The legal drinking age should be lowered from 21 to about 18 or 19, and young people should be allowed to drink in the presence of adults in such settings as restaurants, taverns and pubs and at official school and university functions.

Allowing young people to consume alcohol in such controlled environments would enable them to learn mature and sensible drinking behaviors.The flouting of current drinking-age laws is readily apparent among university students. Those under age 21 are more likely to be heavy, or "binge," drinkers - consuming over five drinks at one sitting at least once a week; 22 percent of students under age 21 classify themselves as heavy drinkers, compared with 18 percent of students over age 21.

Research has documented a decrease in problems associated with drinking and driving that has paralleled a decrease in per-capita consumption of alcohol. However, these declines started in 1980, before Congress passed the law that required states that had not already done so to raise the drinking age to 21 if they wanted to continue receiving federal highway funds. The decrease in drinking and driving problems is the result of many factors, including education programs concerning drunken driving, designated-driver programs, increased seat belt and air bag usage, safer automobiles and lower speed limits.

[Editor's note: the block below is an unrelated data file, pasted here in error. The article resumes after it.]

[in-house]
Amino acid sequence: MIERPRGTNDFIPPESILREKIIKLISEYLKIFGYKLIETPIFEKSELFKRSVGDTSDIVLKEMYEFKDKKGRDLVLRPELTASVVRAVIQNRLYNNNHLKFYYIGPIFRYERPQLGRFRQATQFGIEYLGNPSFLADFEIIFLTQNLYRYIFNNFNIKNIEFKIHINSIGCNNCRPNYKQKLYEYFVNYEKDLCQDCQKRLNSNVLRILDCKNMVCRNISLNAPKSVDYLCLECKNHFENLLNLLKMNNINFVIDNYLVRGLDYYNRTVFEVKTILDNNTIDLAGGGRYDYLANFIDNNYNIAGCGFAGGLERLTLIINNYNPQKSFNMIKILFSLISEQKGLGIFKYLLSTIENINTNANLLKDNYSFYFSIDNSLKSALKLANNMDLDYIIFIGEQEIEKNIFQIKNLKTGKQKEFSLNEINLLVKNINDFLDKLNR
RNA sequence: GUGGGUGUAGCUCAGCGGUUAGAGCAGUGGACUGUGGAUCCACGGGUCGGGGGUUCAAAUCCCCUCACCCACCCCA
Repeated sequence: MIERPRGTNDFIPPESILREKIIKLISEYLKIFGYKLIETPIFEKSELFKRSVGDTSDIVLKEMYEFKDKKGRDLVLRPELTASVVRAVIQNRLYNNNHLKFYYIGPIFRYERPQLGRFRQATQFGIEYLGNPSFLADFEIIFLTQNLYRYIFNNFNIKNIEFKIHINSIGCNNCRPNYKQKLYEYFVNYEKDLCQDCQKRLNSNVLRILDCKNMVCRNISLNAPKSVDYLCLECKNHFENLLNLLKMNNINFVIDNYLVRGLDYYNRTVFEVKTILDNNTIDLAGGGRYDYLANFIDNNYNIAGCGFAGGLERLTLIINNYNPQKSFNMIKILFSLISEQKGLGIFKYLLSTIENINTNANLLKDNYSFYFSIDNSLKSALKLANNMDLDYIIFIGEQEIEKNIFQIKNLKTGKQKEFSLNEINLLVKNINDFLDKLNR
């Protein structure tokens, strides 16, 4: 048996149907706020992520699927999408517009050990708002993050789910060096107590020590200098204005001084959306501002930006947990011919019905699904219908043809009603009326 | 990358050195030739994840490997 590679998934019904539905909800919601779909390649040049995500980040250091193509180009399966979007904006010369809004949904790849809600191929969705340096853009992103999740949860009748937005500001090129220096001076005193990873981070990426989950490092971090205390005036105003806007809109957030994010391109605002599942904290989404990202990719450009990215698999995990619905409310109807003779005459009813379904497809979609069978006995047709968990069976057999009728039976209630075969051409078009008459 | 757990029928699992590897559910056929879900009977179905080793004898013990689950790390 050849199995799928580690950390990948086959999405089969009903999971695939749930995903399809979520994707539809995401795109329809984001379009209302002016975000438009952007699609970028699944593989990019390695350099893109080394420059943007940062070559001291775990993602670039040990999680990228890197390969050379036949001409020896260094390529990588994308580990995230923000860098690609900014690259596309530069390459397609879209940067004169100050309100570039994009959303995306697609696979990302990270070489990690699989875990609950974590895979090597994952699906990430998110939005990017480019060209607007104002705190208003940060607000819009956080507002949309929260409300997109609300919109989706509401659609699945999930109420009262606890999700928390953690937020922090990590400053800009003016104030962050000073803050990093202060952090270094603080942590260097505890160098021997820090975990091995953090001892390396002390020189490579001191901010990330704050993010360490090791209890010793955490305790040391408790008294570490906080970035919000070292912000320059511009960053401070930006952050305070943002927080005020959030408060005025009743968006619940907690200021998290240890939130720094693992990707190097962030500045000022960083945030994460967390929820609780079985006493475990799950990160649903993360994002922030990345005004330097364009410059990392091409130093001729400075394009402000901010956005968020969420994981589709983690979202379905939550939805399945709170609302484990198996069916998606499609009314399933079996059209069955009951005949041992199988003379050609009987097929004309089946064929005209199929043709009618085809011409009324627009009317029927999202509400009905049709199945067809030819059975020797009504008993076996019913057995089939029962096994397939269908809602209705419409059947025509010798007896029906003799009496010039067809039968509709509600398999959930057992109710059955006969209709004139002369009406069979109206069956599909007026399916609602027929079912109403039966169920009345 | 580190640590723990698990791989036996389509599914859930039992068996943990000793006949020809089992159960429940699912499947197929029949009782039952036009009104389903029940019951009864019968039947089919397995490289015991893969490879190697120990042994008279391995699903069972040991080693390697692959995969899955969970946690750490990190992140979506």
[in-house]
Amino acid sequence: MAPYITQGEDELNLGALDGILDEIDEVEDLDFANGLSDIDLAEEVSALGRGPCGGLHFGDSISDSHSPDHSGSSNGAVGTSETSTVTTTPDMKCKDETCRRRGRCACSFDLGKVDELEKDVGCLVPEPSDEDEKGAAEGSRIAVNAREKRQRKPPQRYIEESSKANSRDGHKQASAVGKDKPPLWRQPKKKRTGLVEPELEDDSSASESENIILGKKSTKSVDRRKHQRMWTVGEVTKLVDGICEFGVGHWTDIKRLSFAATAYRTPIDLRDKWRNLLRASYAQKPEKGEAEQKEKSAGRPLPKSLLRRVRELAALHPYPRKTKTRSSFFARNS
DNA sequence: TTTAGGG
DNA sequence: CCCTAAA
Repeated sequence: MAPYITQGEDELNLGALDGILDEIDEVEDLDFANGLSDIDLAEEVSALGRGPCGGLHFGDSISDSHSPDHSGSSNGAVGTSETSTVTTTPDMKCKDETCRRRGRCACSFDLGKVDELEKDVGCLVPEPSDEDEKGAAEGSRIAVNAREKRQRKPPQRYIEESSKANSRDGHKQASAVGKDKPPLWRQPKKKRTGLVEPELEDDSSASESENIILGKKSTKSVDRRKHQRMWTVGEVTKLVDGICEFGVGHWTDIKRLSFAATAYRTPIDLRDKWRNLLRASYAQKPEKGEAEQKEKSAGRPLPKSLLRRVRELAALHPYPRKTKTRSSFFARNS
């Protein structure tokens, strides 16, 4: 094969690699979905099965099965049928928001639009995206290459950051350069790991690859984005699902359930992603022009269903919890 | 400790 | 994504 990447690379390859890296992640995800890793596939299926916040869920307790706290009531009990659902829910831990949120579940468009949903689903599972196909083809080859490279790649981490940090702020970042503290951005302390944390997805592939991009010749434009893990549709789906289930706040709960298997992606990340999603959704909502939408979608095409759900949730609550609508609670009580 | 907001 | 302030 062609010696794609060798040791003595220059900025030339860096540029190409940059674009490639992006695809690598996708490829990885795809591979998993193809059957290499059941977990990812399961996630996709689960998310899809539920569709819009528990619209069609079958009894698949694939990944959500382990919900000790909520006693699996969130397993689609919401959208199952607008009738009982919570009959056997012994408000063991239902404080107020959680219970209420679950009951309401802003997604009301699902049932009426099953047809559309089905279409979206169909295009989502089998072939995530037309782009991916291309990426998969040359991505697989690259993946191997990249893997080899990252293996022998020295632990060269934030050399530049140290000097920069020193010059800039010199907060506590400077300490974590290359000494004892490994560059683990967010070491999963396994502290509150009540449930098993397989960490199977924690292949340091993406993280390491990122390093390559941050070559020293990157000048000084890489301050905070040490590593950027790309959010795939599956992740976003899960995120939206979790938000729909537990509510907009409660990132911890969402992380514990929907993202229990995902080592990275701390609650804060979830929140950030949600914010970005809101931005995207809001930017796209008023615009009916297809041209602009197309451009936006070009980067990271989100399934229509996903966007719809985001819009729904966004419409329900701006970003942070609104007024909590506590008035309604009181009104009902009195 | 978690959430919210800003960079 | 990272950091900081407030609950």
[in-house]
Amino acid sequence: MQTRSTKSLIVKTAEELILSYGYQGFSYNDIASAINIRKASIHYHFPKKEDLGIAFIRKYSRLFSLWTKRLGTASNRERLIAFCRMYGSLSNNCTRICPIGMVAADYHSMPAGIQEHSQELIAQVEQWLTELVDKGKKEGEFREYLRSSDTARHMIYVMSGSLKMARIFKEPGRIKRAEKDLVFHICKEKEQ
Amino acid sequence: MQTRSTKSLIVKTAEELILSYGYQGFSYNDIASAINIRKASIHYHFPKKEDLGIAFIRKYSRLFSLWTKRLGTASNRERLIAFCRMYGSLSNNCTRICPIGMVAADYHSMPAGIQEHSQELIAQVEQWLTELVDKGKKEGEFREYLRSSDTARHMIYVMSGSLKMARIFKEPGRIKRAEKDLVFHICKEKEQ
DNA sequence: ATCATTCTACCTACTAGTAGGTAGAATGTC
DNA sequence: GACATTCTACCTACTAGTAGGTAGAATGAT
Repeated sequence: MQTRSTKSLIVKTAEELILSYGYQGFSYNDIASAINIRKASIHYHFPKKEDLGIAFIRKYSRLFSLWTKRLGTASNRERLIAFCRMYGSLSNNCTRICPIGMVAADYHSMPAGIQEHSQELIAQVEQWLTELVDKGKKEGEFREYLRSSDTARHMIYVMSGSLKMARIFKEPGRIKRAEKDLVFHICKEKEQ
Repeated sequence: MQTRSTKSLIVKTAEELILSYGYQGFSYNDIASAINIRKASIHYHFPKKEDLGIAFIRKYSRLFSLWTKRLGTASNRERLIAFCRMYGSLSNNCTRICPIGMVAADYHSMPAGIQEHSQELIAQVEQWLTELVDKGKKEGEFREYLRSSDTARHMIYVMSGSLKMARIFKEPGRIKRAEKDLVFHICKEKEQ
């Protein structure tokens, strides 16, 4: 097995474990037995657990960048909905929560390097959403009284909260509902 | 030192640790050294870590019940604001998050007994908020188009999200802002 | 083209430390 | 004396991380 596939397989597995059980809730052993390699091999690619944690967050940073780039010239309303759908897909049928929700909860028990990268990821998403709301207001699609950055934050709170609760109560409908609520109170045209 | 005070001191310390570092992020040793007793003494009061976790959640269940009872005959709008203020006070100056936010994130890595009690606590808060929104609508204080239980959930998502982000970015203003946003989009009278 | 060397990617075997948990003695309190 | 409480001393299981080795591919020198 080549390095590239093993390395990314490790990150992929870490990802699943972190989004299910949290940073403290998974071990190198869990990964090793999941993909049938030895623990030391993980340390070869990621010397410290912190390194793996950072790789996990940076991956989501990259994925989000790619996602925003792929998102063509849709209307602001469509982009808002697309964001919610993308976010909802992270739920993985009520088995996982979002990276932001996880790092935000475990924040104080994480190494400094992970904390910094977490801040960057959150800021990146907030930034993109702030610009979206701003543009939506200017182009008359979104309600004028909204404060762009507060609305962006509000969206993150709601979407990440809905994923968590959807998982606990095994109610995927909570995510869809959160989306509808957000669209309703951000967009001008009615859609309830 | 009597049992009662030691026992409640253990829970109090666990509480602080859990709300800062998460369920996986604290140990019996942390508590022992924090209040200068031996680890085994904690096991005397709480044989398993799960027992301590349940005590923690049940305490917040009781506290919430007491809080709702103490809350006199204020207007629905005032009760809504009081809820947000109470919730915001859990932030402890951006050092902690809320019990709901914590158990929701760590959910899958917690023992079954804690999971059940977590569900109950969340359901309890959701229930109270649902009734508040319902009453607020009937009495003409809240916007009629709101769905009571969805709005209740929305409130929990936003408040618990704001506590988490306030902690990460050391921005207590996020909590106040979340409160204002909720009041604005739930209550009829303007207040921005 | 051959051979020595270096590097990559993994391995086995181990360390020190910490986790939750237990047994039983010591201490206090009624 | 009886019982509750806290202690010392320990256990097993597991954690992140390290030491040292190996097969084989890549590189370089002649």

While drunken driving problems have declined over the past two decades, there has been an increase in other problems related to heavy and irresponsible drinking among college-age youth. These include vomiting after drinking, missing classes, getting lower grades and getting into fights.

Our current approach to controlling underage drinking is not working, and we need to try alternatives based on the experiences of other cultures that do not have these problems.

Ethnic groups that have few drinking-related problems tend to share some common characteristics: They see alcohol as neither a poison nor a magic potion; there is little or no social pressure to drink; irresponsible behavior is never tolerated; young people learn from their parents and other adults how to handle alcohol in a responsible manner; there is a societal consensus on what constitutes responsible drinking.

Because the laws making 21 the legal drinking age are not working, and, in fact, are counterproductive, it behooves us as a nation to change our current policy and instead concentrate on teaching responsible drinking techniques for those who choose to consume alcoholic beverages.